A woman who died in Saudi Arabia five months ago was finally laid to rest in an emotional sendoff amid calls for the government to enact relevant laws to protect Kenyans working in the Middle East.
Ms Jackline Muthoni, 40, died under unclear circumstances on June 10, 2022, but her family at Kanyakine, Imenti South in Meru learnt of her demise four months later.
She was about to be buried in a mass grave, were it not for former Nairobi Governor Mike Sonko who intervened and repatriated her body alongside two others.
Mr Sonko, who said he had spent over Sh2.9 million on tickets and mortuary fees, told of how they were processing the bodies of – Mercy Mbula who hails from Machakos County and Lucy Mwanyae from Kilifi when they were told there was another body of a Kenyan that was about to be disposed of.
“We were informed that Muthoni died in June and her body was about to be buried in a mass grave so we decided to bring her back so that her family could give her a decent send off,” said Mr Sonko during the funeral service at Kanyakine Polytechnic where he was accompanied by his successor, Ms Anne Kananu on Friday.
Area MP Dr Shadrack Mwiti was also represented by his constituency office manager, Mr Kinoti Riungu.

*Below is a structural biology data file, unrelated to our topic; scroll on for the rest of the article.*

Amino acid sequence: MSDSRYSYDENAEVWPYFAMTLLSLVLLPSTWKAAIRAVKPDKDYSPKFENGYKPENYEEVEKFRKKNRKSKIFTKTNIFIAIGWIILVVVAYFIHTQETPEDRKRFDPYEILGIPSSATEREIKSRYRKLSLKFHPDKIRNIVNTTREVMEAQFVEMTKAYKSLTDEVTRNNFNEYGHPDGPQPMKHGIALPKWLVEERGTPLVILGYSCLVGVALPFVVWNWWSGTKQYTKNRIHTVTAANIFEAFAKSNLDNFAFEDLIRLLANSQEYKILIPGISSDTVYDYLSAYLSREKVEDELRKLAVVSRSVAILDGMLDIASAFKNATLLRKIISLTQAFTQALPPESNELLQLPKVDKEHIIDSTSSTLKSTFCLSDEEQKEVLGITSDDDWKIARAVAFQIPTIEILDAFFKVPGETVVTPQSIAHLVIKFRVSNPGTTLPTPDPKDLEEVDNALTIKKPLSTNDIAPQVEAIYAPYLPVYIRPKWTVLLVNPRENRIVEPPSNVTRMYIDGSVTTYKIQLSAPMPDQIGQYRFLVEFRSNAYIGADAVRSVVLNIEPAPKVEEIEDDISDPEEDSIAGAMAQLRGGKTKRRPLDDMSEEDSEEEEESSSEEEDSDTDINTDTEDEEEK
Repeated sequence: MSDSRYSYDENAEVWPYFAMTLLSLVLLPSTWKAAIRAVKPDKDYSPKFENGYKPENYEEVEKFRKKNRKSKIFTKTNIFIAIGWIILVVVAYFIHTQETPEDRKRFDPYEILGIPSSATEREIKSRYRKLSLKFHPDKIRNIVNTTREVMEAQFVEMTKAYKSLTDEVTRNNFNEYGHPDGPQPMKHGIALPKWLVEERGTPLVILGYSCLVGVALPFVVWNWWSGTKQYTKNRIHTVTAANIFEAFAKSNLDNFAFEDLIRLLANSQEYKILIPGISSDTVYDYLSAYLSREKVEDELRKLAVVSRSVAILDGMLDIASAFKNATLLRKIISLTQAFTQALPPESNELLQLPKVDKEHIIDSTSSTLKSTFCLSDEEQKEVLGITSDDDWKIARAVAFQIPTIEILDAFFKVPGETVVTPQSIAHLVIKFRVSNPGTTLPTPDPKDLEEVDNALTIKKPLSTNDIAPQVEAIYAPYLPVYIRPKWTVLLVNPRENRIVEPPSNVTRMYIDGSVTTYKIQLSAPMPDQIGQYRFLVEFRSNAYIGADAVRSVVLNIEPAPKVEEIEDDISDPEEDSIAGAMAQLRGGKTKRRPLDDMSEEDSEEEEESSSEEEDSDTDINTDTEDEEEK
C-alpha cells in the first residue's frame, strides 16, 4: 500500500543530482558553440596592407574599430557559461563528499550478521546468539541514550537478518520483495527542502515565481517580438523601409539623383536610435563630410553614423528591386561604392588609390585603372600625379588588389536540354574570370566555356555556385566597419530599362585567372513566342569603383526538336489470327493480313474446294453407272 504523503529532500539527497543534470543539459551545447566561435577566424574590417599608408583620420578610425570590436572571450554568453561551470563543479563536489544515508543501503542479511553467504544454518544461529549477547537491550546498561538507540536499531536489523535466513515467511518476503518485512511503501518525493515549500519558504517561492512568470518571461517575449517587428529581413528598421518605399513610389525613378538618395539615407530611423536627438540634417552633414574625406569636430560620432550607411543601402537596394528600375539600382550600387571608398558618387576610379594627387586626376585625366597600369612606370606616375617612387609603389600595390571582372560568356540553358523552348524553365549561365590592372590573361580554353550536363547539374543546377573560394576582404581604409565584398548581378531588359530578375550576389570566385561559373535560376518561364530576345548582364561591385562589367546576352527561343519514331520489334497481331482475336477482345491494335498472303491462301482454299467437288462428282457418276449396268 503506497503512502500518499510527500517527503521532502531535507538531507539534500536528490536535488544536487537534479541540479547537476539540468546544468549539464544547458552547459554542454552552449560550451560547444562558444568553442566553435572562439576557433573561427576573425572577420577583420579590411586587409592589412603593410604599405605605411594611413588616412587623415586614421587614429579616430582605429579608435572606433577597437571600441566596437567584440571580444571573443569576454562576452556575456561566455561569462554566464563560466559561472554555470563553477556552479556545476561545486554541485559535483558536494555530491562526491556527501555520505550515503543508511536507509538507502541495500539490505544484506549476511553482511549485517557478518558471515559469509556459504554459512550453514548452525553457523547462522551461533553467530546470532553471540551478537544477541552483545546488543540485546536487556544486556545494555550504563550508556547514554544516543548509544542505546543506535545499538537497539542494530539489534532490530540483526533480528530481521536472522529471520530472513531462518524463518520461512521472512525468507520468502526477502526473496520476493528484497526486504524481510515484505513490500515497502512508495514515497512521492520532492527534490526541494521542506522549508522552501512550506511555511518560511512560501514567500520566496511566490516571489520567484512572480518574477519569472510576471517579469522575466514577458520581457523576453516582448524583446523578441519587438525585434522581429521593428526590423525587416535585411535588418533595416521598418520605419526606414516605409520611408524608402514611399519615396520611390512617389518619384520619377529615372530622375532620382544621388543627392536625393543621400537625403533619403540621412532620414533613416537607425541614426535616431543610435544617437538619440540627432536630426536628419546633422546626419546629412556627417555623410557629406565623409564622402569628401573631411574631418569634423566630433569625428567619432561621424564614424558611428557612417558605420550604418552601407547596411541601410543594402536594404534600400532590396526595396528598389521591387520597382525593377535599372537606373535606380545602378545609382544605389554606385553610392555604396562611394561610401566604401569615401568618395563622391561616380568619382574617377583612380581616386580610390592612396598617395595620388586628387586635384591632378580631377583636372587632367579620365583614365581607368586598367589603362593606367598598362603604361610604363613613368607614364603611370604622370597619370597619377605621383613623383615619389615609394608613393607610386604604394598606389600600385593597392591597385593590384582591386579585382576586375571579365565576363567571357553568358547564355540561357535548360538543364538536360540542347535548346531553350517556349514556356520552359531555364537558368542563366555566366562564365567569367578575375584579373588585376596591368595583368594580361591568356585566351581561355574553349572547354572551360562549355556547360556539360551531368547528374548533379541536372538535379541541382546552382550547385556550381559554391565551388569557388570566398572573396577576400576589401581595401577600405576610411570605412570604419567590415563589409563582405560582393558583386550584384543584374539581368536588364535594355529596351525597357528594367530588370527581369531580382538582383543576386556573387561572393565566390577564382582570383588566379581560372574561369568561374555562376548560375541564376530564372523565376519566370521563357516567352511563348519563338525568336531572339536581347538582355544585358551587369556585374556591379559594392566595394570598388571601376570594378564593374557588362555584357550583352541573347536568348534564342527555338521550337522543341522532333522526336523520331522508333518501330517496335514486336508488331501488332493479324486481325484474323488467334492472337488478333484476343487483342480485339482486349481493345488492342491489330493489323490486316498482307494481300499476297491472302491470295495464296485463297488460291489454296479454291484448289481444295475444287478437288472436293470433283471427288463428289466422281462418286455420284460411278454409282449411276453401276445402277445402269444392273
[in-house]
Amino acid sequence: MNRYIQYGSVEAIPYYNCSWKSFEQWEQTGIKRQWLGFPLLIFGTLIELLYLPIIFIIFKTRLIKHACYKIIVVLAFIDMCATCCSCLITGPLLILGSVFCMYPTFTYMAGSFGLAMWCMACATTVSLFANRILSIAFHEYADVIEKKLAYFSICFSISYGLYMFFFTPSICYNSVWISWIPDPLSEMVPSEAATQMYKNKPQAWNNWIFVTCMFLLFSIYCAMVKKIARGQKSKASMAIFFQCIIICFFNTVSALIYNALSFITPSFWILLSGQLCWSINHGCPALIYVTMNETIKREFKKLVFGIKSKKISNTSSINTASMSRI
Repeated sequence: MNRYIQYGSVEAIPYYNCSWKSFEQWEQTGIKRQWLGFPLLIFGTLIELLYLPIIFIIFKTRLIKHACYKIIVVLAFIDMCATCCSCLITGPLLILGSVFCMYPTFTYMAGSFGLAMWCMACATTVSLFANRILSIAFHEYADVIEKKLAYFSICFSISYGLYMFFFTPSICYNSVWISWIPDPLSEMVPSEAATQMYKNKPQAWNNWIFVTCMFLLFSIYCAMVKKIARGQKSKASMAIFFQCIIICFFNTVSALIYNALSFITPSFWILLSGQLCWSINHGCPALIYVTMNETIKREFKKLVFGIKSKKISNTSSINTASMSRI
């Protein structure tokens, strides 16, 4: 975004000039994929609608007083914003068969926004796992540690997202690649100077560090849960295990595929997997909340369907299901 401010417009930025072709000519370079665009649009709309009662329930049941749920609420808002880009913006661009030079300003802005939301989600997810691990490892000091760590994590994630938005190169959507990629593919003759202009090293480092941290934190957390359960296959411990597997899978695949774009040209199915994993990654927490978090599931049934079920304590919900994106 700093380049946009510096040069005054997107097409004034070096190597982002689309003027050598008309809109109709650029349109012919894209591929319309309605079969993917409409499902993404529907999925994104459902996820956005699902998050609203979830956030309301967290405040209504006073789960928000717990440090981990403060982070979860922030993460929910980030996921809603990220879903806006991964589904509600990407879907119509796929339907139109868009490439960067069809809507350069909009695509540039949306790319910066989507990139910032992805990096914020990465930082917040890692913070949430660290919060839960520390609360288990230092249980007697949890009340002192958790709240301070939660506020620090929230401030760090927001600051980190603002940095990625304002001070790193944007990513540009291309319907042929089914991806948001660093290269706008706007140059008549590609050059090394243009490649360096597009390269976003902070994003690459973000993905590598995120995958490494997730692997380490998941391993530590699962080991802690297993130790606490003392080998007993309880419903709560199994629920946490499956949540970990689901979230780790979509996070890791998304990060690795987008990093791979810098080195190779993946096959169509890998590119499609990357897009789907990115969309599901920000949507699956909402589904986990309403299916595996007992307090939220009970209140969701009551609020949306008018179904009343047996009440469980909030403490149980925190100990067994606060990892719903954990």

Ms Muthoni travelled to the Middle East country to work there 10 years ago, leaving her two girls, now 12 and 18 years old. Her mother, Ms Jane Kiambi said she lost her husband in 2006 while her two sons died in 2006 and 2017 respectively.
According to Mr Sonko, the suspect accused of murdering Ms Mbula allegedly doused her in an acid in a fight. The woman is in currently in remand in Saudi Arabia awaiting execution, he said.
“We were told that the suspect would be sentenced to hang in line with laws in that country and at the moment we are trying to negotiate with Mbula’s family so that they can write to the authorities in Saudi Arabia indicating they had forgiven her. That is the only way we can save her life,” Ms Sonko said.
Meru politician Rogers Kipembe pledged to educate Ms Muthoni’s younger child who sad her Grade Six examination in the just concluded Kenya Primary School Examination Assessment.
“This is a vulnerable family and I pledge to educate the second born girl to the level she would wish to study. It is imperative that those who are blessed should help the needy in the society,” Mr Kipembe said.
Ms Kananu called on the government to put into place policies to protect Kenyans working in the Middle East, adding that she would present a petition in parliament and push for the laws to be enacted.
“It is sad that we don’t even have data on all the people working in the Middle East and who they are working for. I will petition parliament so that a system is put into place to ensure we know who is where, working for who and what4 type of job,” she said.
“The agents should also be registered with the Foreign Affairs ministry so that we as leaders should be responsible. There is no way a Kenyan can die in foreign land only to be discovered four months later and nobody is being held to account. This is unacceptable and something must be done,” Ms Kananu added.